Monday, July 11, 2005

Of Remembrance and Music

Yesterday afternoon, after spending a
couple hours with an old friend and neighbor
who is home-bound due to multiple-sclerosis,
I attended the Washington National Cathedral's
Interfaith Service in Remembrance and Hope,
in memory of last Thursday's London terrorist
attacks. There were prayer readings from the
Christian, Hebrew, and Muslim faiths, as well
as music by J.S. Bach and Anglican hymns. The
cathedral was only a quarter-filled, and the
service was somewhat less moving than earlier
Interfaith Services in Remembrance and Hope
that I have attended at that great national
Cathedral. I always try to sit within view of the
moon-rock stained-glass window during these

Following the service, there was a beautiful organ
recital by organist Marek Kudlicki, from Krakow
and Vienna. Following Bach's B minor Prelude
and Fugue, it was an all Polish organ music recital.
Highlights were Mr Kudlicki's transcription of
Frederick Chopin's Prelude in D flat major, Op. 28,
No. 15 (Raindrops) and Bronislaw Przybylski's
(b. 1941) exceptionally powerful "Rota"
-- Passacaglia on a Theme of Feliks Nowowiejski (1985)
-- to my mind, a perfect evocation of an archaic
Western city during a time of warfare and challenge.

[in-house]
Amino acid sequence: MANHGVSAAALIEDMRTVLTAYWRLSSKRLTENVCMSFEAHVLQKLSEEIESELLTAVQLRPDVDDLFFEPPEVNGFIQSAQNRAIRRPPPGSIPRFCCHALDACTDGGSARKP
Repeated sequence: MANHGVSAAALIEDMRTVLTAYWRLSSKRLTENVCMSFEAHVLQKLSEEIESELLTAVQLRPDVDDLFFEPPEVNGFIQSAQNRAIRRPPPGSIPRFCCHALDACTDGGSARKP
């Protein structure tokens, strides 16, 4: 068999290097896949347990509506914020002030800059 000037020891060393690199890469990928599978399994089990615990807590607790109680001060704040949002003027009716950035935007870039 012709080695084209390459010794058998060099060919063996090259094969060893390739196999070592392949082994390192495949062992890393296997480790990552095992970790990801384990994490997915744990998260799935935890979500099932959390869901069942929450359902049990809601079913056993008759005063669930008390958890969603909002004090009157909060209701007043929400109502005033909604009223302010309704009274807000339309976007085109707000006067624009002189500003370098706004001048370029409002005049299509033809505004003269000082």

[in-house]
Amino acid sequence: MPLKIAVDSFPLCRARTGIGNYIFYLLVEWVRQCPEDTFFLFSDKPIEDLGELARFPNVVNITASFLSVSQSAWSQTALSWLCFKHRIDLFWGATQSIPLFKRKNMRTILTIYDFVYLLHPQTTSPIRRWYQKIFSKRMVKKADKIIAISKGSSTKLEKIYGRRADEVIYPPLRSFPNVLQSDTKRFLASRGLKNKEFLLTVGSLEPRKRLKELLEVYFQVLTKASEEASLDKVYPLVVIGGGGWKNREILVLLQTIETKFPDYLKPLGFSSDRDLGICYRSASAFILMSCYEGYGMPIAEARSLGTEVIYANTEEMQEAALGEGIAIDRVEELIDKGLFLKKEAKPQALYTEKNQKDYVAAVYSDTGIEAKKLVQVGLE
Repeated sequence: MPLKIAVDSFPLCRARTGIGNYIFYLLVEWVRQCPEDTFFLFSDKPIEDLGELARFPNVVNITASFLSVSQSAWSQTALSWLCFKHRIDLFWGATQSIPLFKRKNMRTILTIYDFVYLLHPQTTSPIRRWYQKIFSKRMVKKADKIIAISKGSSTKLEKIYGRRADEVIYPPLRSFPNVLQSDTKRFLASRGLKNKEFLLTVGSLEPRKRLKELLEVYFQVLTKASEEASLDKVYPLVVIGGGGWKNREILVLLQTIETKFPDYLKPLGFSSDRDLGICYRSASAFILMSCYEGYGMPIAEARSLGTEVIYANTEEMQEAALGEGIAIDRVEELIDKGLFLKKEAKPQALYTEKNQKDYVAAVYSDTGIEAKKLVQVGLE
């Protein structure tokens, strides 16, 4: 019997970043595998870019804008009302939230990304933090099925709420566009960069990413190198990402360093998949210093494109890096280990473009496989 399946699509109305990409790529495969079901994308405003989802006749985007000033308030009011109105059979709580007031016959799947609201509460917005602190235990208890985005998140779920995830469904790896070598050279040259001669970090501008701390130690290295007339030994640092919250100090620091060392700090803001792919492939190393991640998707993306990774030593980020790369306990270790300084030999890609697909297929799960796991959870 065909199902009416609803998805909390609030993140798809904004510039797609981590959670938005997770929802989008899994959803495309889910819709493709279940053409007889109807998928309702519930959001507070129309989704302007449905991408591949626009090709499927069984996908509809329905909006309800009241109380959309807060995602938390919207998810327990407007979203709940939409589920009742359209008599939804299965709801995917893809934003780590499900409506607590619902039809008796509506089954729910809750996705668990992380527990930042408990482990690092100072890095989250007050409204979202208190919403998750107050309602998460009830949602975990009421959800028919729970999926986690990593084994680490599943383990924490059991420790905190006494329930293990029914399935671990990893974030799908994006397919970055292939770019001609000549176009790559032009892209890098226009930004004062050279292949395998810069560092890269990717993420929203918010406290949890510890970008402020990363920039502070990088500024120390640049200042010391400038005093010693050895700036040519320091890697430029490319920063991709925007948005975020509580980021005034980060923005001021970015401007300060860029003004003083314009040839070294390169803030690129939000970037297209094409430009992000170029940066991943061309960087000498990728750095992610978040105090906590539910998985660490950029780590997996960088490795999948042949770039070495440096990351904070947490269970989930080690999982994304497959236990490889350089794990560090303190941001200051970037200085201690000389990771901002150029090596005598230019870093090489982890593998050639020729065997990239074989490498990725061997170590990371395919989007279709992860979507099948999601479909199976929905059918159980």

It was a long, summer late afternoon, and I wasn't quite able
to transport myself mentally back to Budapest, Prague,
Warsaw, Krakow, Lviv, Zhovka, Zhytomyr, and Kyiv, where I
had heard comparably beautiful organ performances
earlier this year.

At 7 PM, I re-listened to South African Quaker Cosmologist
George Ellis, on NPR's "Speaking of Faith".

At 10 PM, I thought to close my weekend by seeing
whether there might not be some English Renaissance
Thomas Tallis music on WETA-FM's "Millennium of
Music" program -- Washington's window
into European humanism for over a quarter
of a century -- but instead there was a rebroadcast
of some stupid "Fresh Air Weekend Edition" which
featured performances from some rock band
from Australia which had folded in 1990, but regrouped
in 2000; as well as an interview with the star of the
commercial TV program "Six Feet Under", which I
have never seen. I felt the phantom extremity syndrome
coming on, so I put on an Andrew Parrott and the Taverner
Consort CD , and I listened privately to Tallis's settings
of the Lamentations of Jeremiah and other Latin works.
Thomas Tallis was born five hundred years ago, in 1505.


My sister and her husband are safe in London, and N. is
safe in Lviv conducting some final summer cultural


Interior remains of Zhovka's Renaissance-era synagogue,
in Ukraine:


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